Protestants and Roman Catholics in Vermont are finding their religious beliefs ignored once again by a bill targeting health insurance.
The measure (H. 620) forces free insurance coverage in some areas that violate the religious beliefs of many Vermont residents. It was signed into law a week ago (on May 23) by Democratic Governor Peter Shumlin, who lauded the measure as a way to prevent efforts to undermine ObamaCare's contraception mandate.
But Carrie Handy, a spokeswoman for the Roman Catholic Diocese of Burlington, has issues with the legislation.
"This bill extends the contraceptive mandate to also include some additional items such as male sterilization, emergency contraception, [and] some items that include abortifacient-type drugs," she explains.
Many insurance plans do include those items – required coverage for free in Vermont – but Handy says the problem isn't just with those drugs and procedures.
"There's a handful of states that have absolutely no exception at all from the contraceptive mandate for any type of conscience exception – and Vermont is one of those states," she laments.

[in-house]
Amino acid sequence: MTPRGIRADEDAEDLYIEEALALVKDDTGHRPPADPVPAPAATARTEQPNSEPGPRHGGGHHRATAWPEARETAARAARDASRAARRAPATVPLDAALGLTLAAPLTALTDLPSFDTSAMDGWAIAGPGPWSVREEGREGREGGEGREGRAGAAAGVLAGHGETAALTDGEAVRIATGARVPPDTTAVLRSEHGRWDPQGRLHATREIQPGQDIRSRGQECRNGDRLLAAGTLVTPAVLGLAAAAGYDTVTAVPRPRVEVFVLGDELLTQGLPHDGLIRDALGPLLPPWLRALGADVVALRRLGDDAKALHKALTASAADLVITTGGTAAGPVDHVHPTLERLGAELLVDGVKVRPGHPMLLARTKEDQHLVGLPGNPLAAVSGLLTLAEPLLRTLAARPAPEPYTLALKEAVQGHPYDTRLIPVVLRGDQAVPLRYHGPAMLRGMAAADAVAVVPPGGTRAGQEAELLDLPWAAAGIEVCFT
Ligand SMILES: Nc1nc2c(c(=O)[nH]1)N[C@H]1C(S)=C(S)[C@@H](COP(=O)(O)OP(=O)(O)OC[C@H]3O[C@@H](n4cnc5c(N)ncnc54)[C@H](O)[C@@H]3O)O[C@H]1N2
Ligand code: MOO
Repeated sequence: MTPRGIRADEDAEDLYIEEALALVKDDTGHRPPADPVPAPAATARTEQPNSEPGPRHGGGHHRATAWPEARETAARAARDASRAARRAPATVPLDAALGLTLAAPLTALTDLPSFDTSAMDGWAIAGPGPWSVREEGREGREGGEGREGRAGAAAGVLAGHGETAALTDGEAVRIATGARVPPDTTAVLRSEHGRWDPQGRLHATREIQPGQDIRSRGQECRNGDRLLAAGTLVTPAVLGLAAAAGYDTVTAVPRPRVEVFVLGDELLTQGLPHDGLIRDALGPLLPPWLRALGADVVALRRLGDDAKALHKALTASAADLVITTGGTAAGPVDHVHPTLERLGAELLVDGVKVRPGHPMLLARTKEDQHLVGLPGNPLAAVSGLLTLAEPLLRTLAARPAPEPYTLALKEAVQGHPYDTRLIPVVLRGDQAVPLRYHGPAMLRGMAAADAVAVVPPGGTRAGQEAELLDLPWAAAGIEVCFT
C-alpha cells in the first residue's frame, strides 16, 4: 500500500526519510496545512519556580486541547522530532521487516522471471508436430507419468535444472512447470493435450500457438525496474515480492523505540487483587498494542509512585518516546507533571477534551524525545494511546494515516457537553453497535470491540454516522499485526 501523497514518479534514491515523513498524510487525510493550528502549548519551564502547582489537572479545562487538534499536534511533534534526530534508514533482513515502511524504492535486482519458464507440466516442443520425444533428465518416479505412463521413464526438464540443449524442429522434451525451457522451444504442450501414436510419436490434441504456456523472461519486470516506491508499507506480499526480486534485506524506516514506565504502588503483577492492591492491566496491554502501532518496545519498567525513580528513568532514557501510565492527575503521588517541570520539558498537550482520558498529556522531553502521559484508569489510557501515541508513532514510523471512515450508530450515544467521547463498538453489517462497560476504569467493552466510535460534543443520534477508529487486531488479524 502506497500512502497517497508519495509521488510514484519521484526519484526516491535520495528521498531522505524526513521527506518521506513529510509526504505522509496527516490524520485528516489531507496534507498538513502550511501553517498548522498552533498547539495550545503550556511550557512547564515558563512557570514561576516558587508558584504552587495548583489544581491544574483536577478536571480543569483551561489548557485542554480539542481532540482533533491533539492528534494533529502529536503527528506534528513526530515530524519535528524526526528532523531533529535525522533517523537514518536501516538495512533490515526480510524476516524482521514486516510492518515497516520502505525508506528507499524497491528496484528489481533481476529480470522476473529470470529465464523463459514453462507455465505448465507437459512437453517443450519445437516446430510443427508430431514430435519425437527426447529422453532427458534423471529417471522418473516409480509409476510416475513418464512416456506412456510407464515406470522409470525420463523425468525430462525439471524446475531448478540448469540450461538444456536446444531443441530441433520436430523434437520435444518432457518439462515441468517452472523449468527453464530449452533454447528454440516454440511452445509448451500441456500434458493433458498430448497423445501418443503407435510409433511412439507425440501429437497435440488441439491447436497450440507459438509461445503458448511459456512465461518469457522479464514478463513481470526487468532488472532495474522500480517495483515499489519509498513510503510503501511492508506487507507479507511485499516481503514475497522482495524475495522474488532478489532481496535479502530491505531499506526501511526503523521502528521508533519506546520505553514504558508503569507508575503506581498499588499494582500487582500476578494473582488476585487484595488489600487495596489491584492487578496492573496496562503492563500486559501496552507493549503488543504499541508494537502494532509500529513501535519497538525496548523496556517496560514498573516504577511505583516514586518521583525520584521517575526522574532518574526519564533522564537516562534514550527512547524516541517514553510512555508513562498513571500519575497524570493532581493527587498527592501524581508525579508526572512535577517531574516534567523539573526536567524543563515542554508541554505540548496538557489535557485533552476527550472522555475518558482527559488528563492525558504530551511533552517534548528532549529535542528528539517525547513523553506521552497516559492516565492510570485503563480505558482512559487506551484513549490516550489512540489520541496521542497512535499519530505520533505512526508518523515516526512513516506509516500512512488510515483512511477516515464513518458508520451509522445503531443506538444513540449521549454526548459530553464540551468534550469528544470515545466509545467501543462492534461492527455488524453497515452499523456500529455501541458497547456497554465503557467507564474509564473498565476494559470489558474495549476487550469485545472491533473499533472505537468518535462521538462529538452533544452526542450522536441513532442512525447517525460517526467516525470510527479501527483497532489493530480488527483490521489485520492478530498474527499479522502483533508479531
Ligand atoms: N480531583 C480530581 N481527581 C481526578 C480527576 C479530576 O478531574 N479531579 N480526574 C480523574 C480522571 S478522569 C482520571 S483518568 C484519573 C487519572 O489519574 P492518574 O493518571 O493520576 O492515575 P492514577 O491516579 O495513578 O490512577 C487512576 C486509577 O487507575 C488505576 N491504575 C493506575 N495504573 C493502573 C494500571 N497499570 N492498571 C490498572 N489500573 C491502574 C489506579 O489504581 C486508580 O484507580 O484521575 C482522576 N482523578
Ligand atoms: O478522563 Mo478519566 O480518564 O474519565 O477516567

So while that apparently violates religious freedom – a principle upon which America was founded – Handy says lawmakers in Vermont are simply "dismissive of those who believe differently" ... meaning, in effect, "Vermont doesn't care."
Handy maintains that legislators consistently say they believe in diversity and allowing people to make choices on their own, unless it's people of faith. That, she says, is the same stance in Vermont legalizing doctor-assisted suicide.
Read Handy's testimony on H. 620 in Burlington earlier this year